The General Data Protection Regulation (GDPR) is a regulation in the European Union in the field of data protection. It replaces the Data Protection Directive 95/46/EC, which was introduced in 1995. The GDPR was adopted on April 14, 2018, and came into force on May 25, 2018. The GDPR regulates the handling of personal data by controllers and processors.
The regulation sets out strict rules about how personal data must be collected, used, and protected. It gives individuals the right to know what personal data is being collected about them, the right to have that data erased, and the right to object to its use.
The regulation applies to any company that processes the data of individuals in the EU, regardless of whether the company is based inside or outside the EU.
The 7 principles of GDPR are:
Lawfulness, fairness and transparency
Integrity and confidentiality
Lawfulness, fairness, and transparency
The law requires that data processing activities be carried out in a lawful, fair, and transparent manner. This means that individuals must be informed of the purposes for which their data will be used, and they must be given a chance to object to its use if they so choose.
The law restricts the use of personal data to the specific purpose(s) for which it was collected. This principle ensures that data is not used for any other purpose that the individual has not consented to.
The law requires that data be collected and processed only to the extent necessary to achieve the specific purpose for which it was collected. This principle helps to protect individuals from having their data used for purposes that they did not consent to, or that are not necessary for the purposes for which it was collected.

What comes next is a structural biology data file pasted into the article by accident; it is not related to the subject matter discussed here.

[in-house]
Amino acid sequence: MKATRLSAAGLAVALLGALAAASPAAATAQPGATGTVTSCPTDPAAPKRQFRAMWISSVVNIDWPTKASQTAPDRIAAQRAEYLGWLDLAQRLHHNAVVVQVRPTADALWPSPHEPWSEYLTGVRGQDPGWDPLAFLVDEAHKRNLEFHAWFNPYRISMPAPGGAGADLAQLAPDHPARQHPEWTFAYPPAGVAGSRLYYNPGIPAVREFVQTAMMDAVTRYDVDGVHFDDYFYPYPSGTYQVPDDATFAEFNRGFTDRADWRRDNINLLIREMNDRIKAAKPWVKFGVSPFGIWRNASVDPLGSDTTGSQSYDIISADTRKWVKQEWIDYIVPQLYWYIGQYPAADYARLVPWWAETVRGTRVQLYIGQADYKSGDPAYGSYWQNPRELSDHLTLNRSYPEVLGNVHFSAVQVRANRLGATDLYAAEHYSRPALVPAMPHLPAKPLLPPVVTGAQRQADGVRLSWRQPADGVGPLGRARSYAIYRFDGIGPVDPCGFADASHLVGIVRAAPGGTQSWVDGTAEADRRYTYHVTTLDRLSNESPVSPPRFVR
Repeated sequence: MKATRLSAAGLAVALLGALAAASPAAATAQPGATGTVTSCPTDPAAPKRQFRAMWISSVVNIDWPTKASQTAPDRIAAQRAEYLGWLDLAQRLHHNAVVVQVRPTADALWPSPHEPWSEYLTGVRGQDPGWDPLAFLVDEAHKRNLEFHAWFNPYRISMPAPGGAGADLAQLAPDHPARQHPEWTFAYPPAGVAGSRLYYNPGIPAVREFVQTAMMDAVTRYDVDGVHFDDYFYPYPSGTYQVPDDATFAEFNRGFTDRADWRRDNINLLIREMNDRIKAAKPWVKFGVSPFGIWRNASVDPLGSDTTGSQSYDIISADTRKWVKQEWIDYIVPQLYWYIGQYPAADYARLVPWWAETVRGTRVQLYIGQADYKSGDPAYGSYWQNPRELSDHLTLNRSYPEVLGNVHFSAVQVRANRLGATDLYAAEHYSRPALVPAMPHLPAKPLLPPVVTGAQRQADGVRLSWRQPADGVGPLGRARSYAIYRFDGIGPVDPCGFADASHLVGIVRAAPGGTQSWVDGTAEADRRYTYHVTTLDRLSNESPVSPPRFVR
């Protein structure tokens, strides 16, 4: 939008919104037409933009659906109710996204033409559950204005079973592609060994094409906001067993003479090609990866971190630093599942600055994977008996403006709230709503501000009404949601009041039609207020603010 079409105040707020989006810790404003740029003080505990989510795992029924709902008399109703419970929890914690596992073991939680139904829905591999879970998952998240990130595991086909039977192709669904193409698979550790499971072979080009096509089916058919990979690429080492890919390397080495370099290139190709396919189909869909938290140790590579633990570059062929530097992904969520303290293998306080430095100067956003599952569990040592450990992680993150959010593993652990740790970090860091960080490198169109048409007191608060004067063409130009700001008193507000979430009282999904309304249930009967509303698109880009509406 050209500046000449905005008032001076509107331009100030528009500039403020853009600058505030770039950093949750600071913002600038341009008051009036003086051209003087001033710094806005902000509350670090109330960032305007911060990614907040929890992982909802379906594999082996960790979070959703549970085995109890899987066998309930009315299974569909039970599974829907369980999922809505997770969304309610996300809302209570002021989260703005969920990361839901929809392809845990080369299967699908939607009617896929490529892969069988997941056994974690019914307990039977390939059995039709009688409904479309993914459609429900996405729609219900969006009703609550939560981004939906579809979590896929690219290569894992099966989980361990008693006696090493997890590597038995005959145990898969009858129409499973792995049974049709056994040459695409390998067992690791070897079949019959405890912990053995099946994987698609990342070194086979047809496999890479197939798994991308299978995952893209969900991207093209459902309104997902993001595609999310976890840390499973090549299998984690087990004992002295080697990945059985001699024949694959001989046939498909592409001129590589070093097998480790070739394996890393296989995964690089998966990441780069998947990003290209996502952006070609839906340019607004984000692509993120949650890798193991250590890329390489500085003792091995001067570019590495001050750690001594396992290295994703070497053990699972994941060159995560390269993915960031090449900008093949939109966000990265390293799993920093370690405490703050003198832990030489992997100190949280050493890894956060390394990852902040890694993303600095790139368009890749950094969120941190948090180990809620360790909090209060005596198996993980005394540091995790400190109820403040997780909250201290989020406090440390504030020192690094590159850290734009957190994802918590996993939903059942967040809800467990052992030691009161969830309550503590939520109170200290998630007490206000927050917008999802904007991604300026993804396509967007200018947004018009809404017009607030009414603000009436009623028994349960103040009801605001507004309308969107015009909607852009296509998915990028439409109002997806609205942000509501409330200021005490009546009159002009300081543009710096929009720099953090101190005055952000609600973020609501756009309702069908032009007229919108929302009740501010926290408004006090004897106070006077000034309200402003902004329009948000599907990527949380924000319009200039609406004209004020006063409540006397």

The law requires that personal data be accurate and up-to-date. This principle helps to ensure that individuals are not unfairly disadvantaged by incorrect or outdated data.
The law requires that personal data be kept for no longer than is necessary for the purpose(s) for which it was collected. This principle helps to protect individuals from having their data stored for longer than is necessary, or from having it used for purposes that it was not collected for.
The law requires that personal data be protected from unauthorized access, disclosure, or destruction. This principle helps to ensure that individuals’ data is safe and secure, and that their privacy is respected.
The law requires that data controllers be held accountable for their compliance with the GDPR. This principle helps to ensure that individuals’ rights are respected and that data controllers are transparent in their handling of personal data.
Under the GDPR, fines for non-compliance can be up to 4% of a company’s global annual revenue or €20 million (whichever is greater). In addition, companies can be ordered to stop processing data, and ordered to delete data that has been processed unlawfully.
Some specific examples of cases where companies have been fined for GDPR violations include:
Google was fined €50 million by the CNIL (the French data protection authority) in January 2019 for a lack of transparency, inadequate information, and lack of valid consent regarding the use of personal data for advertising purposes.
In July 2019, the British Airways was fined £183 million (around $230 million) by the UK’s Information Commissioner’s Office (ICO) for a data breach that affected 500,000 customers.
In December 2018, the Marriott International was fined €110 million (around $124 million) by the ICO for a data breach that affected 339 million customers.